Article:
The marketing methods challenged in Schwinn were of three basic types: (1) sales directly to distributors; (2) sales to independent retailers by means of consignment or agency arrangements with distributors; and (3) sales to retailers under the so-called Schwinn Plan involving direct shipments by Schwinn to the retailer, with Schwinn invoicing these retailers, extending credit and paying a commission
The District Court held that in "transactions in which the distributor purchased the bicycles from Schwinn for resale, as distinguished from sales by the distributor as agent or consignee of Schwinn or on the Schwinn Plan," 388 U.S. at 371, 87 S.Ct. at 1861, 18 L.Ed.2d at 1256, Schwinn had committed a per se violation. It refused to declare invalid those restrictions on retailers which limited their right to re-sell bicycles purchased by them.
In the Supreme Court the Government urged that agreements requiring distributors to limit their distribution to only such retailers as are franchised should be enjoined.
The Supreme Court agreed and modified the decision below. The Court stated, 388 U.S. at 378, 87 S.Ct. at 1865, 18 L.Ed.2d at p. 1259:
Although the Supreme Court made it clear that certain issues before it were being decided by the test of "reasonableness," it is equally clear that this issue, that of a manufacturer's control after parting with both risk and title over his product, was decided under the per se test.
As the District held, where a manufacturer sells products to his distributor subject to territorial restrictions upon resale, a per se violation of the Sherman Act results. And, as we have held, the same principle applies to restrictions of outlets with which the distributors may deal and to restraints upon retailers to whom the goods are sold. Under the Sherman Act, it is unreasonable without more for a manufacturer to seek to restrict and confine areas or persons with whom an article may be traded after the manufacturer has parted with dominion over it. (citing cases). Such restraints are so obviously destructive of competition that their mere existence is enough. 388 U.S. at 379, 87 S.Ct. at 1865, 18 L.Ed.2d at p. 1260.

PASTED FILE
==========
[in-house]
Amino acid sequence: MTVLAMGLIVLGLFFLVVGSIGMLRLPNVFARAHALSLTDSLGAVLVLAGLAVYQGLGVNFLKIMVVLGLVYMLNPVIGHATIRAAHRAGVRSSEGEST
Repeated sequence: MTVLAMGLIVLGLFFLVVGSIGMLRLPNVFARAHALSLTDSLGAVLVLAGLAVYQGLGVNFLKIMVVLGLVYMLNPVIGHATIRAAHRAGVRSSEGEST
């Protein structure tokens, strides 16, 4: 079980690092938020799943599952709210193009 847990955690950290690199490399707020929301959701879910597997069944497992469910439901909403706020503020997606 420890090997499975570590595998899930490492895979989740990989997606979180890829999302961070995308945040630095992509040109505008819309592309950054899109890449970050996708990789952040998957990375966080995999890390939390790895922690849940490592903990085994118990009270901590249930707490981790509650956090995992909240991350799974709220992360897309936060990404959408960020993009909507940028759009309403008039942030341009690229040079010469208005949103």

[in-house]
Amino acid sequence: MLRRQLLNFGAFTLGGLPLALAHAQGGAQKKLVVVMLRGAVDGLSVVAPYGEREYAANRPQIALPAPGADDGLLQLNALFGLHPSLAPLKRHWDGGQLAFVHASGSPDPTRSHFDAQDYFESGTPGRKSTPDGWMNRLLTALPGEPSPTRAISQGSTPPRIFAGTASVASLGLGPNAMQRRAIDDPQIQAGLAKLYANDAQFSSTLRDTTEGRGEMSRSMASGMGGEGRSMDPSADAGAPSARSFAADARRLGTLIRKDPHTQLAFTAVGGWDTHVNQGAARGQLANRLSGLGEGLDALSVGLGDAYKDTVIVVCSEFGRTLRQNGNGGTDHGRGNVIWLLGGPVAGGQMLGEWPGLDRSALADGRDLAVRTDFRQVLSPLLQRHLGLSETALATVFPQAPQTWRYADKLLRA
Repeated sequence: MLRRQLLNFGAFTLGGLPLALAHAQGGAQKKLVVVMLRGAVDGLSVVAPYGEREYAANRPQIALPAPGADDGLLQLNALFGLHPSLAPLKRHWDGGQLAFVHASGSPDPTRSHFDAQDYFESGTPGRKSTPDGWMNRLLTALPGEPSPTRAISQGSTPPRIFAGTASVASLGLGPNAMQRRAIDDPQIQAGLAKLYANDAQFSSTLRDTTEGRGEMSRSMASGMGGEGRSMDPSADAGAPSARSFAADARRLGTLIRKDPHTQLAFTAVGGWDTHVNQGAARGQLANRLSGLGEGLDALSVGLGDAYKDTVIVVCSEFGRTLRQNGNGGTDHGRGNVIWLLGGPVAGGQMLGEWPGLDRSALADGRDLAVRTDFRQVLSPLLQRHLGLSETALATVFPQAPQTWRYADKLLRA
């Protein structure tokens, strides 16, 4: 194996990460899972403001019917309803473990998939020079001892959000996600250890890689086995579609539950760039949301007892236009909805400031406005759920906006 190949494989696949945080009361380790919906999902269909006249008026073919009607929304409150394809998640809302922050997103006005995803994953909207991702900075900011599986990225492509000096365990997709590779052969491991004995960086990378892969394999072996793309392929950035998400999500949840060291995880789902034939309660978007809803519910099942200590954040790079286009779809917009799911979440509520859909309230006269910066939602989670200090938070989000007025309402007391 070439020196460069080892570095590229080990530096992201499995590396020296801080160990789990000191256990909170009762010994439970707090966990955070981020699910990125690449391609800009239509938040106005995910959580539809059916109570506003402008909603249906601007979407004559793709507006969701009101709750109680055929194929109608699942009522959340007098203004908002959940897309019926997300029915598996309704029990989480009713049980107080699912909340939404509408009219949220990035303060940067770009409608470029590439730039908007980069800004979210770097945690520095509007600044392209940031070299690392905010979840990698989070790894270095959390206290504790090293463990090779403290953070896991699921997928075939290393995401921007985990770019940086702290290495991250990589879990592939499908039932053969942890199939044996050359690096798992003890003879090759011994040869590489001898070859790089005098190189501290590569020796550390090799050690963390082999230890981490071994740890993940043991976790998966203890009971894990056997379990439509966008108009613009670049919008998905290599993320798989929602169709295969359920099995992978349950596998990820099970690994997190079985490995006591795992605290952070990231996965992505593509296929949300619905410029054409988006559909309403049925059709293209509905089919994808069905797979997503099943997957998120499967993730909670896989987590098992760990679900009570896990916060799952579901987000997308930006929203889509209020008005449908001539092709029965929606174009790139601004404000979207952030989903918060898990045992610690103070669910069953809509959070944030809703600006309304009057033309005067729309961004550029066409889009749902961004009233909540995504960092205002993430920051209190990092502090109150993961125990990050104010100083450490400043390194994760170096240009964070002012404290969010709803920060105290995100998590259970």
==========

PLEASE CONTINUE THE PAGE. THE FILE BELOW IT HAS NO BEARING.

Again, in the penultimate paragraph of its opinion, the Court said, 388 U.S. at p. 382, 87 S.Ct. at p. 1867, 18 L.Ed.2d at p. 1262:
Once the manufacturer has parted with title and risk, he has parted with dominion over the product, and his effort thereafter to restrict territory or persons to whom the product may be transferred — whether by explicit agreement or by silent combination or understanding with his vendee — is a per se violation of § 1 of the Sherman Act.
One other matter in Schwinn is worthy of note. Although there was no finding that Schwinn ever terminated a distributorship or retail franchise because of a breach of the regulations there in question, it was sufficient to show that Schwinn was "firm and resolute" by showing a "communicated danger of termination." Id. 388 U.S. 3658, 87 S.Ct. 1856, 18 L.Ed.2d at p. 1256.
Under the Sherman Act, it is unreasonable without more for a manufacturer to seek to restrict and confine areas or persons with whom an article may be traded after the manufacturer has parted with dominion over it. (Emphasis added by the Court of Appeals.)